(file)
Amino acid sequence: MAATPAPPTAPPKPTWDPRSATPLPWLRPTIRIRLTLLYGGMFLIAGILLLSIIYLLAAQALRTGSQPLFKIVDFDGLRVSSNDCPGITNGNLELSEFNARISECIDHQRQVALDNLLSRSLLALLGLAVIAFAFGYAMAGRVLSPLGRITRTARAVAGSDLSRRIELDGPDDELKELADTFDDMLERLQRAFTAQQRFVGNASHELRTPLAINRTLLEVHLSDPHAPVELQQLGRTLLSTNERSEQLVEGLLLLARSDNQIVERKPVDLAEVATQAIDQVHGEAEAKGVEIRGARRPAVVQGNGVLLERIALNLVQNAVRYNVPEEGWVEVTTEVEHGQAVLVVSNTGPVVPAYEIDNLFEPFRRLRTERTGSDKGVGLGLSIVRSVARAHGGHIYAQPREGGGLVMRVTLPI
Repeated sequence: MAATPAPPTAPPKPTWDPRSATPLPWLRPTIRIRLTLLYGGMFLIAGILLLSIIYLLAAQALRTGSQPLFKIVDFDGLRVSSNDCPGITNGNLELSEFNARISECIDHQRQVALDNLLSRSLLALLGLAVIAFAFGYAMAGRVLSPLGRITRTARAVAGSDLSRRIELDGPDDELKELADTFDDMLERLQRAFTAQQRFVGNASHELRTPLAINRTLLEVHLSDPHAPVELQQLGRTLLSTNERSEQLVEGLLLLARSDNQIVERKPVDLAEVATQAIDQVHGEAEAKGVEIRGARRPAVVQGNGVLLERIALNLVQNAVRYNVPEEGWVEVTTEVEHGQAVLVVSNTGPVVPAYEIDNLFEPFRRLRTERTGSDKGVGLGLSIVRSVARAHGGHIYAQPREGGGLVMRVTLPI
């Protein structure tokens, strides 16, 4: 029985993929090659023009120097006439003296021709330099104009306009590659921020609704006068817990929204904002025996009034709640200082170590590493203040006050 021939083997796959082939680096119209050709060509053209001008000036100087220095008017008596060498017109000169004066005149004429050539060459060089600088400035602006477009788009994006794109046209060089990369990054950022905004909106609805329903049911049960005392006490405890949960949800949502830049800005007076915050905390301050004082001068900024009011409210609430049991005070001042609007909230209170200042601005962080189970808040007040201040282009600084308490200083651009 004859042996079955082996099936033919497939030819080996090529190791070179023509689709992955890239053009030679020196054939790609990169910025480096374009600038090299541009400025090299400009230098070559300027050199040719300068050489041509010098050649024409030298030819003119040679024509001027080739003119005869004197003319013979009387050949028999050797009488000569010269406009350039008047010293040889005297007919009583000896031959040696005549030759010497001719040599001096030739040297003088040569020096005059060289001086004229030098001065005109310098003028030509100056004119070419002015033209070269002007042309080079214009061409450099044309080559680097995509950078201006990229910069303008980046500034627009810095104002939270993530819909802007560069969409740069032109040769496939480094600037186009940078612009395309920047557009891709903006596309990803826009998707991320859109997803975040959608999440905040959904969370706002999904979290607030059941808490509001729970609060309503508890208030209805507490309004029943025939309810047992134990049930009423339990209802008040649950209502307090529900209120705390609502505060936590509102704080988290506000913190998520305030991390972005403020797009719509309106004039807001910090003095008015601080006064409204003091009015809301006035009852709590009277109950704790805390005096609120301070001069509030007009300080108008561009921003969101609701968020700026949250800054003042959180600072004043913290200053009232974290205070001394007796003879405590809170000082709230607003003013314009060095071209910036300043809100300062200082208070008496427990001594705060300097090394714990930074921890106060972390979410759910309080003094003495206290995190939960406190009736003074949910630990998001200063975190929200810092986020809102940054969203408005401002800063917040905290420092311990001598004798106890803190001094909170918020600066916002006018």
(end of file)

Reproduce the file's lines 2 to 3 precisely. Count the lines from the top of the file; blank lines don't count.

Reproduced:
Repeated sequence: MAATPAPPTAPPKPTWDPRSATPLPWLRPTIRIRLTLLYGGMFLIAGILLLSIIYLLAAQALRTGSQPLFKIVDFDGLRVSSNDCPGITNGNLELSEFNARISECIDHQRQVALDNLLSRSLLALLGLAVIAFAFGYAMAGRVLSPLGRITRTARAVAGSDLSRRIELDGPDDELKELADTFDDMLERLQRAFTAQQRFVGNASHELRTPLAINRTLLEVHLSDPHAPVELQQLGRTLLSTNERSEQLVEGLLLLARSDNQIVERKPVDLAEVATQAIDQVHGEAEAKGVEIRGARRPAVVQGNGVLLERIALNLVQNAVRYNVPEEGWVEVTTEVEHGQAVLVVSNTGPVVPAYEIDNLFEPFRRLRTERTGSDKGVGLGLSIVRSVARAHGGHIYAQPREGGGLVMRVTLPI
């Protein structure tokens, strides 16, 4: 029985993929090659023009120097006439003296021709330099104009306009590659921020609704006068817990929204904002025996009034709640200082170590590493203040006050 021939083997796959082939680096119209050709060509053209001008000036100087220095008017008596060498017109000169004066005149004429050539060459060089600088400035602006477009788009994006794109046209060089990369990054950022905004909106609805329903049911049960005392006490405890949960949800949502830049800005007076915050905390301050004082001068900024009011409210609430049991005070001042609007909230209170200042601005962080189970808040007040201040282009600084308490200083651009 004859042996079955082996099936033919497939030819080996090529190791070179023509689709992955890239053009030679020196054939790609990169910025480096374009600038090299541009400025090299400009230098070559300027050199040719300068050489041509010098050649024409030298030819003119040679024509001027080739003119005869004197003319013979009387050949028999050797009488000569010269406009350039008047010293040889005297007919009583000896031959040696005549030759010497001719040599001096030739040297003088040569020096005059060289001086004229030098001065005109310098003028030509100056004119070419002015033209070269002007042309080079214009061409450099044309080559680097995509950078201006990229910069303008980046500034627009810095104002939270993530819909802007560069969409740069032109040769496939480094600037186009940078612009395309920047557009891709903006596309990803826009998707991320859109997803975040959608999440905040959904969370706002999904979290607030059941808490509001729970609060309503508890208030209805507490309004029943025939309810047992134990049930009423339990209802008040649950209502307090529900209120705390609502505060936590509102704080988290506000913190998520305030991390972005403020797009719509309106004039807001910090003095008015601080006064409204003091009015809301006035009852709590009277109950704790805390005096609120301070001069509030007009300080108008561009921003969101609701968020700026949250800054003042959180600072004043913290200053009232974290205070001394007796003879405590809170000082709230607003003013314009060095071209910036300043809100300062200082208070008496427990001594705060300097090394714990930074921890106060972390979410759910309080003094003495206290995190939960406190009736003074949910630990998001200063975190929200810092986020809102940054969203408005401002800063917040905290420092311990001598004798106890803190001094909170918020600066916002006018």